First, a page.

Police in a district near the Uzbek capital entered new territory last week when they were required to swear on the Koran that they would 'not take bribes' or 'engage in extortion.'
The oath fits with President Shavkat Mirziyoev's effort to position himself as a fighter of corruption since he came to power in September 2016, but stands in contrast to his predecessor's efforts to suppress Islam.
Sources in Uzbekistan's Interior Ministry tell RFE/RL that the oath-taking ceremony was part of a state-run anticorruption program launched under a presidential decree from Mirziyoev.
One Interior Ministry source, speaking to RFE/RL's Uzbek Service on condition of anonymity, said taking part in three training sessions and the oath-taking ceremony was obligatory for all police in the district under an order from the district police leadership rather than an order 'from above.'
There was no direct order from the president or the Interior Ministry requiring all police to place their hand on the Koran and vow to be good cops, the official told RFE/RL.
Nevertheless, the chief imam from the Yukorichirchik district was called in to take part in the oath ceremony and all officers there were required to take part.
On social media, many Uzbeks have said the country's police and the Koran were like entities from different universes during the 26 years the late President Islam Karimov ruled Uzbekistan.
Karimov loathed Islamic leaders in the country and used his security forces to rein in their influence and control, claiming that his crackdowns were against Islamist extremists.
Following the ceremony, many Uzbeks have been expressing doubts on social media that the use of the Koran in an oath ceremony will have any impact on the daily behavior of police officers.
President Shavkat Mirziyoev (left, with army officers) has sought to publicly distance himself from old security practices.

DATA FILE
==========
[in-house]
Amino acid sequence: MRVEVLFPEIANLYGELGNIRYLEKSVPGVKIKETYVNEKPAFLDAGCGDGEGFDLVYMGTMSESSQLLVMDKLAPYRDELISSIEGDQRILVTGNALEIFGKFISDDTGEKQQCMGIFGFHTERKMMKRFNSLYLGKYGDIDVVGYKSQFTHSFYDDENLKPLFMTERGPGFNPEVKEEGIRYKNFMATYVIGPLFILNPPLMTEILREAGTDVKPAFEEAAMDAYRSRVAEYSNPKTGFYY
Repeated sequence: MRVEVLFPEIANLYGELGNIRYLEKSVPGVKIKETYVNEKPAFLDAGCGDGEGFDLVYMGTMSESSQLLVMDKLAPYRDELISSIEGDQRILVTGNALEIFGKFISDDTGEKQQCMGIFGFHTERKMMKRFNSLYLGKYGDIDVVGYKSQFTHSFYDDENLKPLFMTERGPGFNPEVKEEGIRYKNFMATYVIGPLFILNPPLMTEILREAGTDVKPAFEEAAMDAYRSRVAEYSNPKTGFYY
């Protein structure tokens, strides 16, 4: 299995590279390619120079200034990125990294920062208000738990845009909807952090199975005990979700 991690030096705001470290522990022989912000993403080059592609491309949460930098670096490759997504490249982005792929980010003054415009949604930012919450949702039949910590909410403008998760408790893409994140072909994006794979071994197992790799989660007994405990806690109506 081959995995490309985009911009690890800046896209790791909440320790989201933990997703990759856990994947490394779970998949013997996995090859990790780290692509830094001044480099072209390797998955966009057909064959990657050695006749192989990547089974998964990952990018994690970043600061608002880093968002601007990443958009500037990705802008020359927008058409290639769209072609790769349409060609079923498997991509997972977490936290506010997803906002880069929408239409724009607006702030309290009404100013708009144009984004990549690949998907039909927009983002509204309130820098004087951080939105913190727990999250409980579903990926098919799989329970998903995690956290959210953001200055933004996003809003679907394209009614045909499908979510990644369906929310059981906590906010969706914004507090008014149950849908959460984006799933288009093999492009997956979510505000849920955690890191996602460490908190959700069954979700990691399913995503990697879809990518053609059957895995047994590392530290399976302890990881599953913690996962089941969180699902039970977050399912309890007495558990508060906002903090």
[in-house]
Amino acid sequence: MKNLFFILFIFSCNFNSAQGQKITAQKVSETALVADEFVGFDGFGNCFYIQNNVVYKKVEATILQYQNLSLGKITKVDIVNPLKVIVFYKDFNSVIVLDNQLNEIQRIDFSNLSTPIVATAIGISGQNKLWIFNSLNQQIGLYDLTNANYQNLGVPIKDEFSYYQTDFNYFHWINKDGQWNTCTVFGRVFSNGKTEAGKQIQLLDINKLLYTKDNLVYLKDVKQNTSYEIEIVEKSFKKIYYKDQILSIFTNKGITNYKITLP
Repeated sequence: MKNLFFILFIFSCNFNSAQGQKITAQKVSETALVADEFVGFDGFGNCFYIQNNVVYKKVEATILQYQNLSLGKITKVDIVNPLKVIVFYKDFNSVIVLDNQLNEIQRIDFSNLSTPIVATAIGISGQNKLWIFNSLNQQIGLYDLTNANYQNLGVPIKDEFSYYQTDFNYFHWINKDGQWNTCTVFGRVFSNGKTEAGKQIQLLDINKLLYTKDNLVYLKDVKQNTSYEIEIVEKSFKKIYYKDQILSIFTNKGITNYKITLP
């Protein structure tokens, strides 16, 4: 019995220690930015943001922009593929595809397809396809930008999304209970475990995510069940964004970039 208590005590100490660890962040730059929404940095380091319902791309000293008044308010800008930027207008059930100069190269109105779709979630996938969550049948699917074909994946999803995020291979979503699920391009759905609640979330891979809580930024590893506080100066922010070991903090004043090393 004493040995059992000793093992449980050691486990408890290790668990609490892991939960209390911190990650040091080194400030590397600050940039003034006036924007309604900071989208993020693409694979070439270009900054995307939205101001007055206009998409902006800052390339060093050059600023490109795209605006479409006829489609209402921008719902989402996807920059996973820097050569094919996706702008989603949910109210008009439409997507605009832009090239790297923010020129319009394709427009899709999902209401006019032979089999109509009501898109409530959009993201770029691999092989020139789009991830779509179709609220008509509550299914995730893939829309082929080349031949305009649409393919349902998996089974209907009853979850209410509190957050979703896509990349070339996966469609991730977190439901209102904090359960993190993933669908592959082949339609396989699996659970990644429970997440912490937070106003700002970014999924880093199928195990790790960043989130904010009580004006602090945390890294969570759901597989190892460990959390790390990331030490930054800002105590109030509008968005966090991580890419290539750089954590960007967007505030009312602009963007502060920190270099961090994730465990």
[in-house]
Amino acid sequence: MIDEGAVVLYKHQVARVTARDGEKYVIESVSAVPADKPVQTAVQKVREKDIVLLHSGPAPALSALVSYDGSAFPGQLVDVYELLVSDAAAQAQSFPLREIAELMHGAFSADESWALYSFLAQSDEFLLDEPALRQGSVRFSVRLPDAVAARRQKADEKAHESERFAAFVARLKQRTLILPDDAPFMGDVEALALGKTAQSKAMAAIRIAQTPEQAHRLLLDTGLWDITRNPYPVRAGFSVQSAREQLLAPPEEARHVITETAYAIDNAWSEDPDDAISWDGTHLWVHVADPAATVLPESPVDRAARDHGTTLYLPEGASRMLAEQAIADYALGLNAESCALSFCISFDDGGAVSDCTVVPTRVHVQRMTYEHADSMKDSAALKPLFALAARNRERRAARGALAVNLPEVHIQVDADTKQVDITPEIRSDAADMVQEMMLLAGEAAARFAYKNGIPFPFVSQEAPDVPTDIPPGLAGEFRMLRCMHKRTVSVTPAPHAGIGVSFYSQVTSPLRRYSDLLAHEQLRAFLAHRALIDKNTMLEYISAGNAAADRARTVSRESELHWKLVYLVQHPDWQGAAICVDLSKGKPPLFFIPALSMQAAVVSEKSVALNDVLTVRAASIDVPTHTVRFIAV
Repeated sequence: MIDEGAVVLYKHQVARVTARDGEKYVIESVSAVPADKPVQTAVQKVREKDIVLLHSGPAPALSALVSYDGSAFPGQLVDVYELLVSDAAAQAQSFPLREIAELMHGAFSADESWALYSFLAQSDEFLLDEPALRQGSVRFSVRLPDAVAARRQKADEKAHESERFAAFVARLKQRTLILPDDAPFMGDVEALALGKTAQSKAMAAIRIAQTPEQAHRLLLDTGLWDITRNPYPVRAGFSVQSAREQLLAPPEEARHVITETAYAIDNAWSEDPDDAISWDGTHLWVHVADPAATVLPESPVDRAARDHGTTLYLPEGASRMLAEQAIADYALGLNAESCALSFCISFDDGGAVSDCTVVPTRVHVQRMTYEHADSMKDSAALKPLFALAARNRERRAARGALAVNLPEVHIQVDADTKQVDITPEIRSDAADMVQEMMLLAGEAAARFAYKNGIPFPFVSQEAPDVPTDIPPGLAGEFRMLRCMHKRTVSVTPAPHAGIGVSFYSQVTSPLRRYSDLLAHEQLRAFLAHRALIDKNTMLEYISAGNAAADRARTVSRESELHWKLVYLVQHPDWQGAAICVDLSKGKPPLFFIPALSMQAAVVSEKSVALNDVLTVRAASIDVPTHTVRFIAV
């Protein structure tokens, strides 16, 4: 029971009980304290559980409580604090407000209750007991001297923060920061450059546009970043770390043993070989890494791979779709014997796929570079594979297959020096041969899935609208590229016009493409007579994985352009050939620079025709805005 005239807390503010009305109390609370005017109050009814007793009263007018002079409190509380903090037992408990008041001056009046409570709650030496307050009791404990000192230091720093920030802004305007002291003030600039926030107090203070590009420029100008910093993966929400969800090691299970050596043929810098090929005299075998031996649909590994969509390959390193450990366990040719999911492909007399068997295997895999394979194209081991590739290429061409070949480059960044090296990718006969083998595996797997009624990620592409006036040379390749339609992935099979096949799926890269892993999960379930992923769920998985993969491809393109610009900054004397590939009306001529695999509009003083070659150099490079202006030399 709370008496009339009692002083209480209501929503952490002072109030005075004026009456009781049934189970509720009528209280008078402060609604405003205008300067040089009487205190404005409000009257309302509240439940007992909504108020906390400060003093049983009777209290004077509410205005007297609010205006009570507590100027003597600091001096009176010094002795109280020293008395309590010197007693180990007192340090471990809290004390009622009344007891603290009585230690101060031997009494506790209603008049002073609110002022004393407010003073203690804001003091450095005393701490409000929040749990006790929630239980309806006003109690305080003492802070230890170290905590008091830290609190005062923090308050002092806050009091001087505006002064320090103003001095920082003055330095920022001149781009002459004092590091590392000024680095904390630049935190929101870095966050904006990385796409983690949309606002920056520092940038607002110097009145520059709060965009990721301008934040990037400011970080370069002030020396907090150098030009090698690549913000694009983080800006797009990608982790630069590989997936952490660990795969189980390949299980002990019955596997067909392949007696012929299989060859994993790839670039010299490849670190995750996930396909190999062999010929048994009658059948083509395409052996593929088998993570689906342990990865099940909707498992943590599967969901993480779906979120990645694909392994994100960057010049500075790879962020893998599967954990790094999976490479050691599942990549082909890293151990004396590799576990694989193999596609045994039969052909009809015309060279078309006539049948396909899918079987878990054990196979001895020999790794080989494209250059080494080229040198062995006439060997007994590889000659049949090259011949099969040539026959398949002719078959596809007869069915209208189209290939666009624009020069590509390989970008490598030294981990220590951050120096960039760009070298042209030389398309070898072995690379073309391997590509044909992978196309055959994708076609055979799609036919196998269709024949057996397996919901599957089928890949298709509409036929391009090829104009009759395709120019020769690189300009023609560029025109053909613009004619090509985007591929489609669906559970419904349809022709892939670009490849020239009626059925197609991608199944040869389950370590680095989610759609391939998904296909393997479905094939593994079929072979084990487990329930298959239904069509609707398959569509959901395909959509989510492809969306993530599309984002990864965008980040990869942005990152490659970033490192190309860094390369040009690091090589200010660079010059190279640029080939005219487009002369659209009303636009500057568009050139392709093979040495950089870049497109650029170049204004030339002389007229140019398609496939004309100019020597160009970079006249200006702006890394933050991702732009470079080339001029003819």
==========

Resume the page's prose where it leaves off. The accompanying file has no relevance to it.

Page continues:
Long History Of Corruption
Uzbekistan's police have long been criticized for mistreating detainees, extortion, taking bribes, and other forms of corruption.
In early 2017, Mirziyoev said more than 4,500 police officers had been fired for 'bribery and abuse of authority' since he took power in September 2016 following Karimov's death. And the crackdown has continued.
Several senior law enforcement officials were arrested in 2017 and 2018 on charges of corruption and exceeding their authority.
They include former Prosecutor-General Rashid Qodirov, who was arrested on February 22 on charges of bribe-taking and abuse of office.
Within a month of Qodirov's arrest, dozens of other law enforcement officials were also rounded up in connection with the case.
Mirziyoev charged that Qodirov was regularly taking bribes from regional prosecutors. 'Why was the former top prosecutor arrested? Because they were all thieves,' he said on March 7, speaking about officials who came to their posts under Karimov.
Mirziyoev said district prosecutors had been paying tens of thousands of dollars to Qodirov to 'buy' their positions. 'Now the detained district prosecutors are telling how much in bribes they paid to the former chief prosecutor,' he said.
Senior officials in Uzbekistan's once-powerful security apparatus, now known as the State Security Service, have also been dismissed and arrested on corruption charges since Mirziyoev took power.
Mirziyoev described some of those security officers as 'mad dogs,' accusing them of carrying out torture on detainees and targeting successful businessmen for extortion.
Those who have been convicted have received prison sentences of up to 16 years.
Written by Ron Synovitz in Prague with reporting by RFE/RL's Uzbek Service Ron Synovitz
Ron Synovitz is a senior correspondent for RFE/RL.
SynovitzR@rferl.org Subscribe via RSS RFE/RL's Uzbek Service
RFE/RL's Radio Ozodlik is one of the only sources of reliable news and information for people in Uzbekistan. The country remains one of the most repressive in the world in terms of media freedom and human rights issues.
firstname.lastname@example.org Subscribe via RSS
Copyright (c) 2018. RFE/RL, Inc. Republished with the permission of Radio Free Europe/Radio Liberty, 1201 Connecticut Ave NW, Ste 400, Washington DC 20036